But if you are in a mixed crowd — say, a grocery store — and don’t know who’s vaccinated, wear a mask, even though your personal risk is low. If the workers are wearing masks, it’s a matter of respect to wear one yourself. Some people may be nervous about being there — those who are immune-compromised, for example, or can’t get vaccinated for some other health reason — and they won’t know if you’ve had your shots.

“Forget about the medical benefit,” says Bradley Pollock, associate dean for Public Health Sciences at the UC-Davis School of Medicine. “If you are wearing a mask, people who are not vaccinated don’t need to feel uncomfortable around you. So, it’s kind of a courtesy issue.”

The presence of children is another good reason to mask up. Most kids ages 12 to 16 haven’t been vaccinated yet, and those under 12 can’t be, yet. They’ll probably have to wear masks in school this fall.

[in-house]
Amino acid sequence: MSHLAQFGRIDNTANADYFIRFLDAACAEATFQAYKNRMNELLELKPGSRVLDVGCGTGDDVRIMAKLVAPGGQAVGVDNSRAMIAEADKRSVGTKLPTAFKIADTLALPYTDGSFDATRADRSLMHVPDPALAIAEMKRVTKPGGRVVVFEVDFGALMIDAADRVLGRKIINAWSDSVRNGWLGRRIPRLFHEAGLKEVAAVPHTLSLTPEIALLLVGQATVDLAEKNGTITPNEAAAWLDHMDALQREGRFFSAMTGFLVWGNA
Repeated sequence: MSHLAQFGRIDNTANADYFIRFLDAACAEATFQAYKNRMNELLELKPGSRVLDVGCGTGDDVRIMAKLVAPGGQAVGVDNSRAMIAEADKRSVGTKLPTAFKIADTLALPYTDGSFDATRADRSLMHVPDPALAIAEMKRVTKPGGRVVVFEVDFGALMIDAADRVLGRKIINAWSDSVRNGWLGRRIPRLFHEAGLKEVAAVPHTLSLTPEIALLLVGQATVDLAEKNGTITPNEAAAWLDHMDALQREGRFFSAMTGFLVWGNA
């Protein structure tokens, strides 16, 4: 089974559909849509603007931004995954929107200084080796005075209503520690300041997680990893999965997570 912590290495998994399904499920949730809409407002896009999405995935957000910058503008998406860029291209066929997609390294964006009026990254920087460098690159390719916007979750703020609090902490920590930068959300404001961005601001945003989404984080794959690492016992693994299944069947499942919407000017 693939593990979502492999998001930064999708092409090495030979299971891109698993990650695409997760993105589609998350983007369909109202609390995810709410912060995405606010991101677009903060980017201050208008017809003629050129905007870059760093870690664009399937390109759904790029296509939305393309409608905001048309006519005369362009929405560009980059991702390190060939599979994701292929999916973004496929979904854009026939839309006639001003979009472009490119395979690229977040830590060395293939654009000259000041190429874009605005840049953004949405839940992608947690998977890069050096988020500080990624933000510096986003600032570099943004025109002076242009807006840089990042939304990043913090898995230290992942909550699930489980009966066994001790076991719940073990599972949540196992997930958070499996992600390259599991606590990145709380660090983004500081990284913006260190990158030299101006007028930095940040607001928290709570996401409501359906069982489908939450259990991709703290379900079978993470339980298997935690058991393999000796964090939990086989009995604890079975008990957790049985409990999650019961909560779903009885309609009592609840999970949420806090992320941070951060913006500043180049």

And though children have not been hit by COVID nearly as hard as adults, and are not efficient transmitters of the virus, thousands of kids have been hospitalized with it nonetheless — including about 4,000 nationwide diagnosed with a frightening multisystem inflammatory syndrome.

Mayorga, who is fully vaccinated and has young children, says he wears a mask “to protect them and to model good behavior.”

Public health experts agree that vaccinating as many people as possible, including children, is the way out of the pandemic.